Saturday, May 28, 2005

real smoky BBQ in Maine, YWCA Boston, three sons' homage to their Italian mom

Here are some more great inns and restaurants in New England. Hopefully my fridnds won't get too jealous upon reading these... My mother did. Hah.

>Beale Street Barbeque and Grill
We dropped by this Memphis BBQ place in Bath, Maine, on our way to Acadia National Park from New Hampshire. It wasn't planned, but the wonderful smell of their smoke house in the back of the restaurant, which happened to be next to a public parking, was just irresistible. And it was a telltale sign of good Southern BBQ. The shredded pork literally melts in your mouth. The cornbread isn't one of those chokingly dry, pasty, yellow sponge, but a moist and flavorful delight. The excellent spicy smoked sausage has a perfect accompaniment of home made baked beans, rice, and refreshing cole slaw. Especially the taste-bud-caressing harmony of the spicy sausage and tomato-flavored rice, which is far from the usual overcooked, soggy, bursting-around-the-edges fare. With many choices under $10, it's a great lunch stop, especially when you've driven for too long without proper supply of food (like we did).

>Boston YWCA's Berkeley Residence
It's a YWCA, so there's no frill. And it costs you $90 for a double room. Then why bother?

Well, because $90 is an impossible deal in the heart of Boston. We did several searches for hotels under $100 in Boston, and all we got were two hotels in some unheard-of suburbs where the nearest public transportation is two miles away, if at all. On the other hand, the YWCA is on the edge of the South End residential neighborhood, and less than five T stops away from everything. Such hip streets as Newbury and Boyleston, which are studded with restaurants and boutiques and are fun to roam around, if a bit too overpriced to actually participate in their commercial buzz, are within walking distance. We enjoyed all the amusement of the city which should have been out of reach if we had stayed at one of the suburban hotels for twenty dollars more.

The rooms are bare. But it is cleaner than many hotels. It is also well-equipped for longer-staying guests (such as abundant towel racks and more-than-enough storage space), which cannot be a bad thing for a brief stay. Our room had two single beds, but it wasn't a problem--we could haul one next to the other all right. :-P For the public shower, flip-flops would be a wise idea. They would have made me much happier. Not that the shower room was filthy, but it just doesn't feel good to step in a little puddle with someone else's hair floating in it.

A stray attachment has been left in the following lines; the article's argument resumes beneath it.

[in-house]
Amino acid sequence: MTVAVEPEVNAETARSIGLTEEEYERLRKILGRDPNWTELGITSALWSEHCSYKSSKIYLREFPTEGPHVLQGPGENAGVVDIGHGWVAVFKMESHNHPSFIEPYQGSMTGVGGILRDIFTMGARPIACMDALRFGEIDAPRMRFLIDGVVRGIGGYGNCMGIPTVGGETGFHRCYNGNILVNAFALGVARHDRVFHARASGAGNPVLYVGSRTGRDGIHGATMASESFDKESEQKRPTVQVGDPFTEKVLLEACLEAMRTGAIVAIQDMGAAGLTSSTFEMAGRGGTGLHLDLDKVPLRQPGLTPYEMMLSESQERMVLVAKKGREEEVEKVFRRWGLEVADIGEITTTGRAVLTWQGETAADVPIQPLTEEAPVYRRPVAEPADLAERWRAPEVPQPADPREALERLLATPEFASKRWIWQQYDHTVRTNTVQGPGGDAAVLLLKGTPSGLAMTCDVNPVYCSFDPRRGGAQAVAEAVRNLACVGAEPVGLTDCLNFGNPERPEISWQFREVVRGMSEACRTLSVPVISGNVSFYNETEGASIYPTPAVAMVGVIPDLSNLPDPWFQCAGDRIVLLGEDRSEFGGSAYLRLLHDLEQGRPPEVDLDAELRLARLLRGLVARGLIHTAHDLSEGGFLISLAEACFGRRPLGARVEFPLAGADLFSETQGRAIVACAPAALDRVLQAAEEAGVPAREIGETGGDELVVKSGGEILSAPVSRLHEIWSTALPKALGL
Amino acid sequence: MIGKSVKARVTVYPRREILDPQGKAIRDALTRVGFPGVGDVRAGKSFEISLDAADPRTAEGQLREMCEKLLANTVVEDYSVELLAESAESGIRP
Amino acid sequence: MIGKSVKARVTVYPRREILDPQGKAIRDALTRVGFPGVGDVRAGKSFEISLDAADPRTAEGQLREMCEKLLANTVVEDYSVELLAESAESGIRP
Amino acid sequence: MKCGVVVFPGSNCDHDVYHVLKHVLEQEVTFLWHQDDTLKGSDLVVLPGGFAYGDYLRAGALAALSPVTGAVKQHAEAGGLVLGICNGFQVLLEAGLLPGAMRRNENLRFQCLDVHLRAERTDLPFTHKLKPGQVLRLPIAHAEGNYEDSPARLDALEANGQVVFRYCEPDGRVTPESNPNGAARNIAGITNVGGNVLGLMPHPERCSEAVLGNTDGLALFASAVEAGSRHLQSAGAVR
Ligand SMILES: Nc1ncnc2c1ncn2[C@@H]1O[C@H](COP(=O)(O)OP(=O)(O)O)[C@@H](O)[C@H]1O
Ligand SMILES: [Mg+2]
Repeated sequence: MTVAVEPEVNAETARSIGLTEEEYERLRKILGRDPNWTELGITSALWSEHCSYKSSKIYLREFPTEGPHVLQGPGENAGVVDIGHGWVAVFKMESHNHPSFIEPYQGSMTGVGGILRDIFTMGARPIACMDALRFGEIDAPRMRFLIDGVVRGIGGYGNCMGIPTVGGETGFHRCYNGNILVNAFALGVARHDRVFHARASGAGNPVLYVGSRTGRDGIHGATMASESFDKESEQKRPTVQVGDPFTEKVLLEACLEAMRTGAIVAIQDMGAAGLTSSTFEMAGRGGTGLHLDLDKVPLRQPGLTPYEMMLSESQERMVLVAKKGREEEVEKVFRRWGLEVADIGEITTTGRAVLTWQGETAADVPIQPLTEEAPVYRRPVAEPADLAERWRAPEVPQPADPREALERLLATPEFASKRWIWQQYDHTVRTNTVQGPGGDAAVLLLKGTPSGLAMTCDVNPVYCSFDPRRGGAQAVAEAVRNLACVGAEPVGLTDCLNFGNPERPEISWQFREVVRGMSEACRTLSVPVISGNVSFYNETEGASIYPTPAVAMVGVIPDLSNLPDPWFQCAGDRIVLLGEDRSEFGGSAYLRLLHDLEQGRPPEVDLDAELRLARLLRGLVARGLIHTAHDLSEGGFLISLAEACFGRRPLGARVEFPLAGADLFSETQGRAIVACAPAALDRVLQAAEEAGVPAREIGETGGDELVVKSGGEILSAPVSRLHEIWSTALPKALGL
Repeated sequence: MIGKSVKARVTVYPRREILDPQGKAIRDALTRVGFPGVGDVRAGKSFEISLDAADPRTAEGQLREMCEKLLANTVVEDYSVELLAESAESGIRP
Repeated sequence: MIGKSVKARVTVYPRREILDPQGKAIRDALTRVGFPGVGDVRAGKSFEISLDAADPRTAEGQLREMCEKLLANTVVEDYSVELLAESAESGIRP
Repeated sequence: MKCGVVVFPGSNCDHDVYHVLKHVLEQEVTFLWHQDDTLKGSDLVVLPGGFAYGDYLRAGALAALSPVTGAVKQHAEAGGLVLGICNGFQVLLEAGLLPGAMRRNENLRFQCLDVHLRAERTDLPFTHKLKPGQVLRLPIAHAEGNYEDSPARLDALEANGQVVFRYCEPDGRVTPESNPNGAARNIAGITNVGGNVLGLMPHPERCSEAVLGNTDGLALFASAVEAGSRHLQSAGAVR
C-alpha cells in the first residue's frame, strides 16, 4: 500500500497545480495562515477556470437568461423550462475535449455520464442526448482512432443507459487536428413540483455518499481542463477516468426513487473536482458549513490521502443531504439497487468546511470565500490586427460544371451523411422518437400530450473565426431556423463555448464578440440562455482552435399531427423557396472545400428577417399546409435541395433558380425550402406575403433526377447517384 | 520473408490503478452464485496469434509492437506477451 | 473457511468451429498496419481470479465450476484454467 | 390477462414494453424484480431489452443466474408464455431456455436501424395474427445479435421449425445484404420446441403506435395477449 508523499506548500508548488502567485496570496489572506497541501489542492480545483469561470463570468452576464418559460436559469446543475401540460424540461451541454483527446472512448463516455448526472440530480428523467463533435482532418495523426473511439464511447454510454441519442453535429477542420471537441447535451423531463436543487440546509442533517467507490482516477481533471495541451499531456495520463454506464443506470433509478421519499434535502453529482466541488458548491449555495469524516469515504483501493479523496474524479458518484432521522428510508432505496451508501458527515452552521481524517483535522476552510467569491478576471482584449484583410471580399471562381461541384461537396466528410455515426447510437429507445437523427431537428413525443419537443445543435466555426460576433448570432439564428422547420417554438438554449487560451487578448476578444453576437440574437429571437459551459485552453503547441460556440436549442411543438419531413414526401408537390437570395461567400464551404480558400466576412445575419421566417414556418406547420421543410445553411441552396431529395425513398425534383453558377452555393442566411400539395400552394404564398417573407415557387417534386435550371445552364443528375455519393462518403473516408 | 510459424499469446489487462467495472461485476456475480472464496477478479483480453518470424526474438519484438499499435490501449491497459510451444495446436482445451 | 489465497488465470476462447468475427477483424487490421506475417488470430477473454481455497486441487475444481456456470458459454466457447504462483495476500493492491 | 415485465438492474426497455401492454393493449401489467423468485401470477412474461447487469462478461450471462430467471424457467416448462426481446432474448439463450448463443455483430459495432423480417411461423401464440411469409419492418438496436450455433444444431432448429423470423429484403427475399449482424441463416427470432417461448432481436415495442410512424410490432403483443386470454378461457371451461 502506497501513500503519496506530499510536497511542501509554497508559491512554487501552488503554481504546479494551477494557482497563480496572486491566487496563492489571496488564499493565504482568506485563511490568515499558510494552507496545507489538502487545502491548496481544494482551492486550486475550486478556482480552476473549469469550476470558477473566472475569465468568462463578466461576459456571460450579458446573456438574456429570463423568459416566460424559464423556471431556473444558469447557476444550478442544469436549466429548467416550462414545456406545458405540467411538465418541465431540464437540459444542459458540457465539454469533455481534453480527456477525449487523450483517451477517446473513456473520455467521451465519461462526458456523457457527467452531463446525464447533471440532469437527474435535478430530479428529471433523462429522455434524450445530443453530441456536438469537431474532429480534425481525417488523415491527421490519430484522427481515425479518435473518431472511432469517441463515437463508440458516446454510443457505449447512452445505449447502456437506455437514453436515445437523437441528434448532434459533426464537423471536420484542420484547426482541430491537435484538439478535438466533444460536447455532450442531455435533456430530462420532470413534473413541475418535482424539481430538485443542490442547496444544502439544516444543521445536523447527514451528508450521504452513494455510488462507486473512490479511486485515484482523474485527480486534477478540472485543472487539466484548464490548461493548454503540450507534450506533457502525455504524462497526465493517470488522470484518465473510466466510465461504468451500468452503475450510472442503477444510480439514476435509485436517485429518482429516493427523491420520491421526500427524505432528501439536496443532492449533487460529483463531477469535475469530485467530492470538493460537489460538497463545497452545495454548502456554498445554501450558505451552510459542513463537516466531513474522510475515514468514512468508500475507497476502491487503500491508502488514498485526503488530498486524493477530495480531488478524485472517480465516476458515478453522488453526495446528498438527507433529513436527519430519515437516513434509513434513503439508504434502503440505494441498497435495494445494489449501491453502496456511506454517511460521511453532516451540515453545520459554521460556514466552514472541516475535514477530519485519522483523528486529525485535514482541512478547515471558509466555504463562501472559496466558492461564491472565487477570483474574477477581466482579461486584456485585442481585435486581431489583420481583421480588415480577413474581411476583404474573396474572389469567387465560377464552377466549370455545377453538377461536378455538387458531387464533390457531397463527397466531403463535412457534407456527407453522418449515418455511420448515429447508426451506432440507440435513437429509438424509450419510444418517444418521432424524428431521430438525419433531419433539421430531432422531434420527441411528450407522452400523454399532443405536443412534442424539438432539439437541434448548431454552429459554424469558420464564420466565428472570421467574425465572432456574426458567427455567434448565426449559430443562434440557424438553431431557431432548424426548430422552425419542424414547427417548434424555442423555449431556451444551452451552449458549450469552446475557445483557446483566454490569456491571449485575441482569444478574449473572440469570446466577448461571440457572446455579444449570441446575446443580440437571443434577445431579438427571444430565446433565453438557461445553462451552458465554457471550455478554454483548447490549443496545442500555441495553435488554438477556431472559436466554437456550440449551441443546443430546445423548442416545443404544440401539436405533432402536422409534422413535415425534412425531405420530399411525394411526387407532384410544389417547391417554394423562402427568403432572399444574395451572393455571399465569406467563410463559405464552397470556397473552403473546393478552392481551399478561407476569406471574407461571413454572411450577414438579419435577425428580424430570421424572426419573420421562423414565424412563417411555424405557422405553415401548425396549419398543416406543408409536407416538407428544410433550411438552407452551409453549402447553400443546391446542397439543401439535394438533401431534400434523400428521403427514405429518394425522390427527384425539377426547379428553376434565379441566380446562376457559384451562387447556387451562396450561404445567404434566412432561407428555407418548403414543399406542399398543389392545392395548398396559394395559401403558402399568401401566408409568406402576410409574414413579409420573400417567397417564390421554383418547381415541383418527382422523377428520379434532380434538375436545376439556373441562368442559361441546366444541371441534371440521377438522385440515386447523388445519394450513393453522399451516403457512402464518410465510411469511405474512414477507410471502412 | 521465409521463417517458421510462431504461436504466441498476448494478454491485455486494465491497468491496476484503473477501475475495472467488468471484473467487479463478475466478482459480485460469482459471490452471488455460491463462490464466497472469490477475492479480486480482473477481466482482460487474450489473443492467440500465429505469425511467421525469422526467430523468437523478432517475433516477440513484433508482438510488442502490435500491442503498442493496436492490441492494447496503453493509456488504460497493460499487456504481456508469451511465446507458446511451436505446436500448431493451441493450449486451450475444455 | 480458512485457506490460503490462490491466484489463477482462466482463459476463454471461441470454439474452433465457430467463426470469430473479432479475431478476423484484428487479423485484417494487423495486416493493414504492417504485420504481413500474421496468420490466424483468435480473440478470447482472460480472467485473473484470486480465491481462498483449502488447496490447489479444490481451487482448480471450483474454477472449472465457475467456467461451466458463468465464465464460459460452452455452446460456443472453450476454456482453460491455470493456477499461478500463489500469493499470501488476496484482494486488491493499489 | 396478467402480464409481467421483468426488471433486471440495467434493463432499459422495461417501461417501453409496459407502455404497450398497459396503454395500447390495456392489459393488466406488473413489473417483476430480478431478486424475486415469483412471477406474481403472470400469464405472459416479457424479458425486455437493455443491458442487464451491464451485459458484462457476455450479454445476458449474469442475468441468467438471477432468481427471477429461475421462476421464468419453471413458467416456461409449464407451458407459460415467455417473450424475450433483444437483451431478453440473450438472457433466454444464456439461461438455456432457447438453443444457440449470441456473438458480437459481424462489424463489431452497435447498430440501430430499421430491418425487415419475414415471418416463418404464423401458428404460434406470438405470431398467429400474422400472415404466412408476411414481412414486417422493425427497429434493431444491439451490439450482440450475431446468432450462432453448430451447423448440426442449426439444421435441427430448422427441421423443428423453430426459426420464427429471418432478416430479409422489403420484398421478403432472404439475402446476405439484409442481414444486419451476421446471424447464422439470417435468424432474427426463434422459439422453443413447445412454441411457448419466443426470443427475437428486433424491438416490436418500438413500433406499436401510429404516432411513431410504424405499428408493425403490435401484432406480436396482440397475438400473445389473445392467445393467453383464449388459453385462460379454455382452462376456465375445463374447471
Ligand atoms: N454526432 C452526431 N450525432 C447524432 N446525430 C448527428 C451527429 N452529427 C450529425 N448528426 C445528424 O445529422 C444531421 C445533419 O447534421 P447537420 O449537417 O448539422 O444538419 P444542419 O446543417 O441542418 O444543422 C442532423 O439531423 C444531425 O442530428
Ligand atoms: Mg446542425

Full breakfast (extensive choices of cereals, breads and juices, coffee, cooked-at-the-order eggs, fruits) is included. With its minimalist and thrifty interior, dim lights, and several solitary, tired, older residents who seemed to have been there for decades, it is probably a very dipressing place to stay alone for an extended period of time. But if you have a company, male or female, a short stay will be just all right. (Yup, they now accept male guests.)

>Monica's Trattoria
We wandered into the North End neighborhood during our stay in Boston. It's been an authentic Italian neighborhood with probably the most European city scape. Unfortunately we didn't come across any "Italian grandmas chatting in the street" as our guide book stated it, due to the extremely cold and soggy weather, but the real deal of the neighborhood is its great Italian food. Ranging from cheap slices of pizza (probably excellent) to sophisticated modern Italian cuisine, with some bakeries and grocery stores, there's plenty to choose from when it comes to food. We chose the Monica's Trattoria on Prince St. Its red/green/yellow design of the wall looked promising. The menu features home made fresh pasta (such as musuroom-stuffed ravioli in herb cream broth) and brick-oven-baked pizza (roasted eggplant, plum tomatoes, and mozzarella is one of the choices). We had their daily specials--Sauteed Clam with Tomato Fettuccine and Homemade Italian Sausage with Mushed Potato Ravioli. Both were excellent--the flavors were robust, and all the ingredients were in a perfect, mouthwatering harmony. Even though it is only a decade old, it is rated as one of the best in the country. To know that the owners/chefs are three brothers, whose mom (the namesake, of course) has an import grocery store just across the street is a nice Italian touch.


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